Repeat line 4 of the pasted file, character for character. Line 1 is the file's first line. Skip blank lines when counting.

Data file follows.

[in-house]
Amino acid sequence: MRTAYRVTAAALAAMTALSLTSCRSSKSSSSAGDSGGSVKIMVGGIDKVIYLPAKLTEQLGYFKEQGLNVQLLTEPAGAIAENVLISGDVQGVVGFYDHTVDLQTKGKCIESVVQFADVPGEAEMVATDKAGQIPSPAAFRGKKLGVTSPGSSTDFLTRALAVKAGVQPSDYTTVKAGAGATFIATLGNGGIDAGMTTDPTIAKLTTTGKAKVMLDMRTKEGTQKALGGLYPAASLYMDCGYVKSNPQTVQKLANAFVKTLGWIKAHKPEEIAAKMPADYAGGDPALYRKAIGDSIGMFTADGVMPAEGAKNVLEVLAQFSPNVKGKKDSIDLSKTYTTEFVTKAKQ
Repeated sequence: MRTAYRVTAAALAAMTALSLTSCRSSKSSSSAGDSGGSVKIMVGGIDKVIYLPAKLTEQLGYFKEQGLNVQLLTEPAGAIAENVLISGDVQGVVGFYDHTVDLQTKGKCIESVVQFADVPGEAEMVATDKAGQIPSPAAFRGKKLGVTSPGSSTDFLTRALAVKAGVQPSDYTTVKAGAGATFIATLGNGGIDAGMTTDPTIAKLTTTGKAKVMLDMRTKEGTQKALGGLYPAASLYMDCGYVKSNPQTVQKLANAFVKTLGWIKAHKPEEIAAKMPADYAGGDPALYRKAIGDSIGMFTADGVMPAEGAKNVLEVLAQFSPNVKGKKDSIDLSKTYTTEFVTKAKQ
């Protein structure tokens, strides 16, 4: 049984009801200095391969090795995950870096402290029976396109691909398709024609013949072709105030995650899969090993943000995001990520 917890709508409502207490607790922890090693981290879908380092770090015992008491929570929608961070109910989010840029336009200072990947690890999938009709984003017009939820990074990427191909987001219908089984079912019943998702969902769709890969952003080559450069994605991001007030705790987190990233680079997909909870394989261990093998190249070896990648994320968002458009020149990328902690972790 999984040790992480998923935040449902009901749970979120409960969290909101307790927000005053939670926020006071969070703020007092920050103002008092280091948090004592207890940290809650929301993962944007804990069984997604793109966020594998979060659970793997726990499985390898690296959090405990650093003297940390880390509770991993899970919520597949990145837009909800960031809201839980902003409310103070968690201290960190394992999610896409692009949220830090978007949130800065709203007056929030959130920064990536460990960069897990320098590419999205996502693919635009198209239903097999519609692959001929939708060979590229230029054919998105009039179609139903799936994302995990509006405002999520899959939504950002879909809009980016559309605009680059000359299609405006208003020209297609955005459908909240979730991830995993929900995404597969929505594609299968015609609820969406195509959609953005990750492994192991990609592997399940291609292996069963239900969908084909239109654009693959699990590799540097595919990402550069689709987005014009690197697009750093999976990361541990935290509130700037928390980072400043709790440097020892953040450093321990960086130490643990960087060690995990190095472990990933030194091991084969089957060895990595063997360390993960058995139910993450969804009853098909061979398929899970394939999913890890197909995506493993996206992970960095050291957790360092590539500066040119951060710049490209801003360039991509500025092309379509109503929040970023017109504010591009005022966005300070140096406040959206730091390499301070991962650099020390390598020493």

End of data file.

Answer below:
């Protein structure tokens, strides 16, 4: 049984009801200095391969090795995950870096402290029976396109691909398709024609013949072709105030995650899969090993943000995001990520 917890709508409502207490607790922890090693981290879908380092770090015992008491929570929608961070109910989010840029336009200072990947690890999938009709984003017009939820990074990427191909987001219908089984079912019943998702969902769709890969952003080559450069994605991001007030705790987190990233680079997909909870394989261990093998190249070896990648994320968002458009020149990328902690972790 999984040790992480998923935040449902009901749970979120409960969290909101307790927000005053939670926020006071969070703020007092920050103002008092280091948090004592207890940290809650929301993962944007804990069984997604793109966020594998979060659970793997726990499985390898690296959090405990650093003297940390880390509770991993899970919520597949990145837009909800960031809201839980902003409310103070968690201290960190394992999610896409692009949220830090978007949130800065709203007056929030959130920064990536460990960069897990320098590419999205996502693919635009198209239903097999519609692959001929939708060979590229230029054919998105009039179609139903799936994302995990509006405002999520899959939504950002879909809009980016559309605009680059000359299609405006208003020209297609955005459908909240979730991830995993929900995404597969929505594609299968015609609820969406195509959609953005990750492994192991990609592997399940291609292996069963239900969908084909239109654009693959699990590799540097595919990402550069689709987005014009690197697009750093999976990361541990935290509130700037928390980072400043709790440097020892953040450093321990960086130490643990960087060690995990190095472990990933030194091991084969089957060895990595063997360390993960058995139910993450969804009853098909061979398929899970394939999913890890197909995506493993996206992970960095050291957790360092590539500066040119951060710049490209801003360039991509500025092309379509109503929040970023017109504010591009005022966005300070140096406040959206730091390499301070991962650099020390390598020493």